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frugal technology, simple living and guerrilla large-appliance repair

Regular blog here, 'microblog' there

Many of my traditional blog post live on this site, but a great majority of my social-style posts can be found on my much-busier microbloging site at updates.passthejoe.net. It's busier because my BlogPoster "microblogging" script generates short, Twitter-style posts from the Linux or Windows (or anywhere you can run Ruby with too many Gems) command line, uploads them to the web server and send them out on my Twitter and Mastodon feeds.

I used to post to this blog via scripts and Unix/Linux utilities (curl and Unison) that helped me mirror the files locally and on the server. Since this site recently moved hosts, none of that is set up. I'm just using SFTP and SSH to write posts and manage the site.

Disqus comments are not live just yet because I'm not sure about what I'm going to do for the domain on this site. I'll probably restore the old domain at first just to have some continuity, but for now I like using the "free" domain from this site's new host, NearlyFreeSpeech.net.

Thu, 23 Feb 2012

Quick OwnCloud update

I'm still playing with OwnCloud.

My big idea was running it on http://devio.us, since this excellent OpenBSD shell/webspace provider supports PHP and offers SSL connections (the latter of which will make me much more comfortable using OwnCloud).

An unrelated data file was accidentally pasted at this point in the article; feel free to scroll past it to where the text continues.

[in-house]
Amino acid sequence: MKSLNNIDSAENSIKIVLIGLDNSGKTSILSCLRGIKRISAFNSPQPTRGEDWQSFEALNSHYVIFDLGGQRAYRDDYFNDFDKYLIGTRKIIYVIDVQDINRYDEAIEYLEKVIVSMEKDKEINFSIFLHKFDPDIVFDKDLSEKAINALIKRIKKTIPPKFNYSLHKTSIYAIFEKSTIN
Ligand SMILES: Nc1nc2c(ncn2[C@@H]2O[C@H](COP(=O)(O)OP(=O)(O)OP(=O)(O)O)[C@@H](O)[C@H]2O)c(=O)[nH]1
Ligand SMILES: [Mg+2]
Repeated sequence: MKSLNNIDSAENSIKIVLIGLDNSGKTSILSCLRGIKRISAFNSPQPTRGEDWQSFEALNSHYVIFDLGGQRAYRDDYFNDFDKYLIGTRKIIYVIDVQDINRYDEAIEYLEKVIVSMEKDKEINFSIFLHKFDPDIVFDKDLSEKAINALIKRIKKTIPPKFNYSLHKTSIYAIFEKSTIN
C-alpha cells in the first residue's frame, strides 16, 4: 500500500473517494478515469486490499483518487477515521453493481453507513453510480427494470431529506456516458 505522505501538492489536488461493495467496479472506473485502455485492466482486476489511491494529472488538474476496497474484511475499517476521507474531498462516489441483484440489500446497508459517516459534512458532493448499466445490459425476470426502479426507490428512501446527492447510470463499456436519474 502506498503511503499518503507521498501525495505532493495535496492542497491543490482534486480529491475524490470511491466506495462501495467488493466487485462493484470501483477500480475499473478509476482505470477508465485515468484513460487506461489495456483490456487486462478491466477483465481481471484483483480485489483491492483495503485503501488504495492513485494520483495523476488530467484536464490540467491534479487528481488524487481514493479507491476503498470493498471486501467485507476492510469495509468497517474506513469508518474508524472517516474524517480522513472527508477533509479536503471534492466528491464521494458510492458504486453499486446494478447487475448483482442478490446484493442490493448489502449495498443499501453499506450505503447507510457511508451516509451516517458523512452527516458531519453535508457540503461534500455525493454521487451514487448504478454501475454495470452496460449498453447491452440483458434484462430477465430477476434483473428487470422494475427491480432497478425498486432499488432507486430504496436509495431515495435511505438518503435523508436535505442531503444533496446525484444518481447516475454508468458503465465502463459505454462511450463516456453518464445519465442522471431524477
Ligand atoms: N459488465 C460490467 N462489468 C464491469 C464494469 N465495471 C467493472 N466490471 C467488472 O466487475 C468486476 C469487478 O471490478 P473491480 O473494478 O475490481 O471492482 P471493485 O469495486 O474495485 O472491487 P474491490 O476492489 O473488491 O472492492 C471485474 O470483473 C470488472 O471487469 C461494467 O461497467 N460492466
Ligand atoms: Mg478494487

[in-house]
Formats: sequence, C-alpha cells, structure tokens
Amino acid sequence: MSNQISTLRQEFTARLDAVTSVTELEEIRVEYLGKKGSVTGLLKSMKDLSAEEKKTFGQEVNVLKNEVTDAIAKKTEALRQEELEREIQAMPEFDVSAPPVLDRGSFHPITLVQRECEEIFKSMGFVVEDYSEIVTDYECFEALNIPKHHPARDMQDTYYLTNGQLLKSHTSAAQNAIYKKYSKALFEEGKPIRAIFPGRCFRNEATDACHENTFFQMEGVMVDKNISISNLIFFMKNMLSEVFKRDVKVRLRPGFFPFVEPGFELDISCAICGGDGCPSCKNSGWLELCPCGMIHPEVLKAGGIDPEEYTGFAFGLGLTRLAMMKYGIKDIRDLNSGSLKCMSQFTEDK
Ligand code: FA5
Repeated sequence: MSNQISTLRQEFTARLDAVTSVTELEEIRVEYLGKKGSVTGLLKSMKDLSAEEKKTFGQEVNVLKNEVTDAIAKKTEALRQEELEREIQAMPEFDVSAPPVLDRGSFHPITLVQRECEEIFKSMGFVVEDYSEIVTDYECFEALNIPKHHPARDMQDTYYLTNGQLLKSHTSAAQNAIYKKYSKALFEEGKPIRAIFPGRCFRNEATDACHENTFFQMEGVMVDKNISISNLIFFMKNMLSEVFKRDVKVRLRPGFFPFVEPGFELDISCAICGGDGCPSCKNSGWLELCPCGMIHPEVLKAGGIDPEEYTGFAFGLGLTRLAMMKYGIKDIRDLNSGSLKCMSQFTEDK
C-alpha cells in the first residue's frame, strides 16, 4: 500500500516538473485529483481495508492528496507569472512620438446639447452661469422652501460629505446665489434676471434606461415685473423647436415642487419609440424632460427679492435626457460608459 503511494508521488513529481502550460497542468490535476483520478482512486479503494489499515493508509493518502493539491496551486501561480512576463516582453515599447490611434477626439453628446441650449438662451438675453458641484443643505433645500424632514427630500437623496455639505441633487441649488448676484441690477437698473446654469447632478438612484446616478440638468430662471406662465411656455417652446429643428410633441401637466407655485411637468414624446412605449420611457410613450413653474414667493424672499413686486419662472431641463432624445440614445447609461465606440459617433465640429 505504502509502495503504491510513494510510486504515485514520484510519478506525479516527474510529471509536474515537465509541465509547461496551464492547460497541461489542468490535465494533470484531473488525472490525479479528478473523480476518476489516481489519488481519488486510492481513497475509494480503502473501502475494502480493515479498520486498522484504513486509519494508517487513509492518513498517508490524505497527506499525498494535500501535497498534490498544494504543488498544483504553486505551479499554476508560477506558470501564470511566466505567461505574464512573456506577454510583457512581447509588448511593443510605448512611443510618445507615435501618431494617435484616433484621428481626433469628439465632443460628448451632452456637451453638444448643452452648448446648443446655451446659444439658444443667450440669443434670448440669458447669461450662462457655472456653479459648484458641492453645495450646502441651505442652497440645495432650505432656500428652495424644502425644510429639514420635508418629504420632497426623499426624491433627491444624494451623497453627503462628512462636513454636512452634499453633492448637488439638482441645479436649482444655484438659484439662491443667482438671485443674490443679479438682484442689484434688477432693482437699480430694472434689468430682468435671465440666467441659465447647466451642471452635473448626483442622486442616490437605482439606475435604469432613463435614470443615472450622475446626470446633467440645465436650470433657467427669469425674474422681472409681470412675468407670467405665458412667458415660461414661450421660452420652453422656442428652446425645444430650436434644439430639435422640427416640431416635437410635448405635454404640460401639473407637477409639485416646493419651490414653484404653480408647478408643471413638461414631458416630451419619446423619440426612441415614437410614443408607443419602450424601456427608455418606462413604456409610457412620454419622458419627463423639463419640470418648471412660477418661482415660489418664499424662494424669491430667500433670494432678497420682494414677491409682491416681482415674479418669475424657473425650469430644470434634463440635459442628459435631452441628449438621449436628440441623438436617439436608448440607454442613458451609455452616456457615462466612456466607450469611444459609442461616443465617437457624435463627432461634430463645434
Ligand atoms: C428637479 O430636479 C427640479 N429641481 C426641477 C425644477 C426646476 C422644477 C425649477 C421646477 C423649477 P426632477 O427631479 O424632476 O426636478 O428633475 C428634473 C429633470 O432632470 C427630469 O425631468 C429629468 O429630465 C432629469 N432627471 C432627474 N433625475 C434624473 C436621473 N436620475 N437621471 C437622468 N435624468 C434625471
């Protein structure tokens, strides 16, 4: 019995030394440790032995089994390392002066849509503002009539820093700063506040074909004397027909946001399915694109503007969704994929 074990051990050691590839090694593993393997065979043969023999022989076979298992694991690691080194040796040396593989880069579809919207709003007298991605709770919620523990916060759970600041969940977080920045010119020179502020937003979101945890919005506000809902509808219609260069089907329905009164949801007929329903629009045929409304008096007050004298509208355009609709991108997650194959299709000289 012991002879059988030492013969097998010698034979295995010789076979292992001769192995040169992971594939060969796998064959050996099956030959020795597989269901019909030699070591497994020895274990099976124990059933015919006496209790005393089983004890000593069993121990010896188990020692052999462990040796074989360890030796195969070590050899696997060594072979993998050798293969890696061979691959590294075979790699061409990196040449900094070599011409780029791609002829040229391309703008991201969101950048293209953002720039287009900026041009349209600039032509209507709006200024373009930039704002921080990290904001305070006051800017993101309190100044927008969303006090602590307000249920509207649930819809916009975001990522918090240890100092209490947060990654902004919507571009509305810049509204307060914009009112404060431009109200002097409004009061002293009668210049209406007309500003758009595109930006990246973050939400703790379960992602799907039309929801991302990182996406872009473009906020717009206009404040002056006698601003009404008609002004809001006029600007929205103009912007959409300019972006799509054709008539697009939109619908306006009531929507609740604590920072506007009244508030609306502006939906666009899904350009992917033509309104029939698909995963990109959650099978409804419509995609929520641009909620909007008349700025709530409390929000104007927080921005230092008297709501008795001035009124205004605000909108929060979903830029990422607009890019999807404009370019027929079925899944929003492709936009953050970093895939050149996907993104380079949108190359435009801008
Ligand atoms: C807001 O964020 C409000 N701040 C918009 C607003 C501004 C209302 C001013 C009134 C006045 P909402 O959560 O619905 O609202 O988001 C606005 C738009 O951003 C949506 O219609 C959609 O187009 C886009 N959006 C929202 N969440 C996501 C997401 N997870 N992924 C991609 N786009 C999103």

However, it turns out that OwnCloud requires the PHP Zip extension (or is it Zip PHP extension?), and Devio.us doesn't offer it.

So I'm back to running OwnCloud on the same shared-hosting space I started out with. I haven't yet tried it on http://NearlyFreeSpeech.net, the pay-by-the-byte hosting provider on which I also have an account. NearlyFreeSpeech.net doesn't offer SSL, so the only "benefit" from running it there would be giving OwnCloud a try in NFS' FreeBSD environment and monitoring just how much bandwidth would be used running OwnCloud.

I thought I could "fake" an https:// connection with the shared-hosting provider I'm currently using, but it turns out that the ability to draw on a "shared" SSL capability is more limited than I need it to be.

Hence whenever I'm connecting to OwnCloud, either via the web interface or WebDAV, I'm sending logins and passwords in the clear. Maintaining a unique login/pw combination for this particular service shrinks the potential damage to the rest of my shared-hosting environment, but not as much as https:// would.

As I've discussed with Rob Reed before, we're already sending way too many logins and passwords out in the clear.

It makes me want to shell out the $$$ for a static IP and the proper certificate to make SSL work.

P.S.: I composed this post entirely with Markdown. It really speeds up the process of writing for the blog. Thanks again to Rob for encouraging me to make the leap.